Unions, SAHRC warn MEC over reopening plan for Cape schools
The South African Democratic Teachers Union (Sadtu) and Cosatu have also said they would hold Education MEC Debbie Schäfer and Brian Schreuder, the provincial head of education, “personally accountable for any flouting of health and safety regulations in the province”.
Sadtu provincial secretary Jonavon Rustin said they challenged Schäfer to publish her independent verification of school readiness in the province.
Cosatu's Malvern de Bruyn added that it would lay criminal charges against Schäfer and others who endangered the lives of the employees and pupils, were they to contract Covid-19.
The commission's Chris Nissen said it had agreed to seek an urgent meeting with the National Coronavirus Command Council as to the province’s decision on reopening schools.
Nissen said it had written to the provincial Education Department and “Schäfer explained their reasons for not wanting to reverse the school reopening”.
Kerry Mauchline, Schäfer’s spokesperson, said she had received the letter and responded.
“Schooling will continue in the Western Cape, according to the June 1, 2020, start date for Grade 7 and 12 learners that was gazetted by Basic Education Minister Angie Motshekga on Friday, and again on Monday,” Mauchline said.
The department's Bronagh Hammond added: “We have so far seen, overall, a successful reopening of schools.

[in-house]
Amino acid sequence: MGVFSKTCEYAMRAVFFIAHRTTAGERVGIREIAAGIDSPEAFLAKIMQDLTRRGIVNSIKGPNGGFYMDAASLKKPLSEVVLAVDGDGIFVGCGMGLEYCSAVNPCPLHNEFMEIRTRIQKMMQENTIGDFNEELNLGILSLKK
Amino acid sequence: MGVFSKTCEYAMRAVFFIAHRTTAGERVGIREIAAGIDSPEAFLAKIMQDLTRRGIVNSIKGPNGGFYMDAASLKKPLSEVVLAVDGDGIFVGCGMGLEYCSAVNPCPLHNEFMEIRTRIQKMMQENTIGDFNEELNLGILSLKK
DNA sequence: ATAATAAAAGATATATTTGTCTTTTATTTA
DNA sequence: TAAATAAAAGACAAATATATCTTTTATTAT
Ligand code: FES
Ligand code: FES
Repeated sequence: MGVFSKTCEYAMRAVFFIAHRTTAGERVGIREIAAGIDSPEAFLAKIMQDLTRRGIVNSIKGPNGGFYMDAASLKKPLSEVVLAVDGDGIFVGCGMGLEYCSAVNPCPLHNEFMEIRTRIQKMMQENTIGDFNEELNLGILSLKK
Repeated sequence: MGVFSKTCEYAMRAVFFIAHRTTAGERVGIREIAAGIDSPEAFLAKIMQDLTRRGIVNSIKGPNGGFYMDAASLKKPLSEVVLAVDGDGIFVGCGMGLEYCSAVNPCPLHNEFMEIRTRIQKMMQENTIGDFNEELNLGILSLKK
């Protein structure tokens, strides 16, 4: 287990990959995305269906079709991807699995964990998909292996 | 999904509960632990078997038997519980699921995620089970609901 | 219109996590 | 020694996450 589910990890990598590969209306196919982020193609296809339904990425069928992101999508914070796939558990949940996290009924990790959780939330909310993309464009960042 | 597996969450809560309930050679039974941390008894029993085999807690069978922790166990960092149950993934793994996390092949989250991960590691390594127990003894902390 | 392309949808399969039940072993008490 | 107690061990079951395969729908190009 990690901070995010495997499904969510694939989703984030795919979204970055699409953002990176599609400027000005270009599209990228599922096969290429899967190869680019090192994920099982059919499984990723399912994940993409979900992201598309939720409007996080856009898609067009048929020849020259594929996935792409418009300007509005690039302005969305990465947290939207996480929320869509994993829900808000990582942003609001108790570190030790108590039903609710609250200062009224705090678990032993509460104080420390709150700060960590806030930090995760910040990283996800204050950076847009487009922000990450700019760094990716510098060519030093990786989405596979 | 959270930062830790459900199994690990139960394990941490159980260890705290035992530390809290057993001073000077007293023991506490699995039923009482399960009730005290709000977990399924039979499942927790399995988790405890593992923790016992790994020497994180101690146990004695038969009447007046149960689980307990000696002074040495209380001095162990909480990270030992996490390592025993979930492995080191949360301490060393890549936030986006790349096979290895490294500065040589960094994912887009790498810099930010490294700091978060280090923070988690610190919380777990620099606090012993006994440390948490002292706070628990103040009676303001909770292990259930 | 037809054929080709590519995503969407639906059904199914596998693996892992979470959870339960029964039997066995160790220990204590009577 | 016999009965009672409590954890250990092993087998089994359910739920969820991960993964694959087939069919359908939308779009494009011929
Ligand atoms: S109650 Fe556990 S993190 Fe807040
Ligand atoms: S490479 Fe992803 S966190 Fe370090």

"Given these unusual and uncertain times, we are extremely pleased with the way in which our schools have embraced the new normal in terms of the safety guidelines at schools and the new processes and behaviours required.”
Khalid Sayed, the ANC's deputy chief whip in the provincial legislature and its spokesperson on education, said the department had said that broken school fences had placed premises and pupils’ safety at risk.
Lorraine Botha, the DA’s provincial spokesperson on education, said on average the current pupil and teacher absenteeism rates is 9.17% and 3.27% respectively.
“Although the department attributed the increase in absenteeism to tighter monitoring systems for proper evaluation and improvement, numbers remain a point of concern as we face the Covid-19 pandemic, where a total of one term of contact time has already been lost,” Botha said.@SISONKE_MD